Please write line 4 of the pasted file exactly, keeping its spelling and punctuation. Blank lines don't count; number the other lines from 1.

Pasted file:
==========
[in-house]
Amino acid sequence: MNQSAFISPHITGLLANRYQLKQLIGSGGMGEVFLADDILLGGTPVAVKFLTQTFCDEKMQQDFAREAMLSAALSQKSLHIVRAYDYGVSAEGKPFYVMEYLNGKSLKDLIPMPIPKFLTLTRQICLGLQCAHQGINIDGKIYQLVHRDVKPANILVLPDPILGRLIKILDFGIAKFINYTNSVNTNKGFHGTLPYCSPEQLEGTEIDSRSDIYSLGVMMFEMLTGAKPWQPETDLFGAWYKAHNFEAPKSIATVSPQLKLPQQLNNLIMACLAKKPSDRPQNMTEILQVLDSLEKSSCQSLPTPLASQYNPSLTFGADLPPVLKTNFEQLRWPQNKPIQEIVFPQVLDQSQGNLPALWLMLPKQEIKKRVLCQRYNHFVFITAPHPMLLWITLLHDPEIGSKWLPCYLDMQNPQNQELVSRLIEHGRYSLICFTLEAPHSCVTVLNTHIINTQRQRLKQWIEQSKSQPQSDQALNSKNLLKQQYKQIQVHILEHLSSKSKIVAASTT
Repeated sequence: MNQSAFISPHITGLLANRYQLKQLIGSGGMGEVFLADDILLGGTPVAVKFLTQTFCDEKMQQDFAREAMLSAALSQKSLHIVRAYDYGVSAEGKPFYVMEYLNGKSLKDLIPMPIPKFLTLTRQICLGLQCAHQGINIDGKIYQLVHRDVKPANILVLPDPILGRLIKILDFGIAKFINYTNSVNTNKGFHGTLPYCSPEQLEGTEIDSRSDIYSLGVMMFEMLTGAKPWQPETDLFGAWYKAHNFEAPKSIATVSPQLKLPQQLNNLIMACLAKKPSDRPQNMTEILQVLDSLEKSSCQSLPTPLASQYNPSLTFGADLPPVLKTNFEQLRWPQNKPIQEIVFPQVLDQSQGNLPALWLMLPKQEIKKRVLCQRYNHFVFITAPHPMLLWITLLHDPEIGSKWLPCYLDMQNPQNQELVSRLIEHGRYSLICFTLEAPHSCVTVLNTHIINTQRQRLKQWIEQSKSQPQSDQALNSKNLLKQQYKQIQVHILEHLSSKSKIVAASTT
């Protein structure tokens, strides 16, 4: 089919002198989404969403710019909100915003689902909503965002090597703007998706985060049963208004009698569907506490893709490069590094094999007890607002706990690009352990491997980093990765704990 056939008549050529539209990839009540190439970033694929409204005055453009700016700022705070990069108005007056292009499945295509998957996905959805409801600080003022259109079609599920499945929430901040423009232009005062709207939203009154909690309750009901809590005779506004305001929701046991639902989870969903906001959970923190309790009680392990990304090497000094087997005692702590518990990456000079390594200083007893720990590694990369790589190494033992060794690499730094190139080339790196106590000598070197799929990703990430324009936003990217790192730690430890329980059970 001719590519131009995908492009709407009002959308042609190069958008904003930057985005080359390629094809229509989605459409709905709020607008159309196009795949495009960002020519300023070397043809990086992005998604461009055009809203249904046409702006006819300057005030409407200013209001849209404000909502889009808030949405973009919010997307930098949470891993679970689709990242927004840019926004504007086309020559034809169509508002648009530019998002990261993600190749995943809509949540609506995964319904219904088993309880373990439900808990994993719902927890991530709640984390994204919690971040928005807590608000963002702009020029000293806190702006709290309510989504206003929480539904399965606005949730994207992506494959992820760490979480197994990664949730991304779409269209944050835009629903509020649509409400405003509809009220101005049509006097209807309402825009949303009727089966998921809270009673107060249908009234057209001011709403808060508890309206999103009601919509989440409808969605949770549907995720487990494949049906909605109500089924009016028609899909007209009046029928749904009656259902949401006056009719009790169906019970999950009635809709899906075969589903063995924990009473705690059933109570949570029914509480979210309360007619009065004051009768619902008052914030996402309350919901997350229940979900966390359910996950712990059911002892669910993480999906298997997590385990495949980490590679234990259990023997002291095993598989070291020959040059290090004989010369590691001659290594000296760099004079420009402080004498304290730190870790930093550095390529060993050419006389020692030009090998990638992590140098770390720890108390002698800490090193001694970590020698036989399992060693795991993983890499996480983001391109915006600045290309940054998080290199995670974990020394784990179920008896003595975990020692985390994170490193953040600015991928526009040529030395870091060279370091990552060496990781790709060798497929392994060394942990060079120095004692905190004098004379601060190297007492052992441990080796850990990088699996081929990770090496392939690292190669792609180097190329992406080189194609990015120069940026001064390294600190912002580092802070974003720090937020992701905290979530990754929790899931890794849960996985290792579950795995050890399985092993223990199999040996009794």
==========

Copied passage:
């Protein structure tokens, strides 16, 4: 089919002198989404969403710019909100915003689902909503965002090597703007998706985060049963208004009698569907506490893709490069590094094999007890607002706990690009352990491997980093990765704990 056939008549050529539209990839009540190439970033694929409204005055453009700016700022705070990069108005007056292009499945295509998957996905959805409801600080003022259109079609599920499945929430901040423009232009005062709207939203009154909690309750009901809590005779506004305001929701046991639902989870969903906001959970923190309790009680392990990304090497000094087997005692702590518990990456000079390594200083007893720990590694990369790589190494033992060794690499730094190139080339790196106590000598070197799929990703990430324009936003990217790192730690430890329980059970 001719590519131009995908492009709407009002959308042609190069958008904003930057985005080359390629094809229509989605459409709905709020607008159309196009795949495009960002020519300023070397043809990086992005998604461009055009809203249904046409702006006819300057005030409407200013209001849209404000909502889009808030949405973009919010997307930098949470891993679970689709990242927004840019926004504007086309020559034809169509508002648009530019998002990261993600190749995943809509949540609506995964319904219904088993309880373990439900808990994993719902927890991530709640984390994204919690971040928005807590608000963002702009020029000293806190702006709290309510989504206003929480539904399965606005949730994207992506494959992820760490979480197994990664949730991304779409269209944050835009629903509020649509409400405003509809009220101005049509006097209807309402825009949303009727089966998921809270009673107060249908009234057209001011709403808060508890309206999103009601919509989440409808969605949770549907995720487990494949049906909605109500089924009016028609899909007209009046029928749904009656259902949401006056009719009790169906019970999950009635809709899906075969589903063995924990009473705690059933109570949570029914509480979210309360007619009065004051009768619902008052914030996402309350919901997350229940979900966390359910996950712990059911002892669910993480999906298997997590385990495949980490590679234990259990023997002291095993598989070291020959040059290090004989010369590691001659290594000296760099004079420009402080004498304290730190870790930093550095390529060993050419006389020692030009090998990638992590140098770390720890108390002698800490090193001694970590020698036989399992060693795991993983890499996480983001391109915006600045290309940054998080290199995670974990020394784990179920008896003595975990020692985390994170490193953040600015991928526009040529030395870091060279370091990552060496990781790709060798497929392994060394942990060079120095004692905190004098004379601060190297007492052992441990080796850990990088699996081929990770090496392939690292190669792609180097190329992406080189194609990015120069940026001064390294600190912002580092802070974003720090937020992701905290979530990754929790899931890794849960996985290792579950795995050890399985092993223990199999040996009794």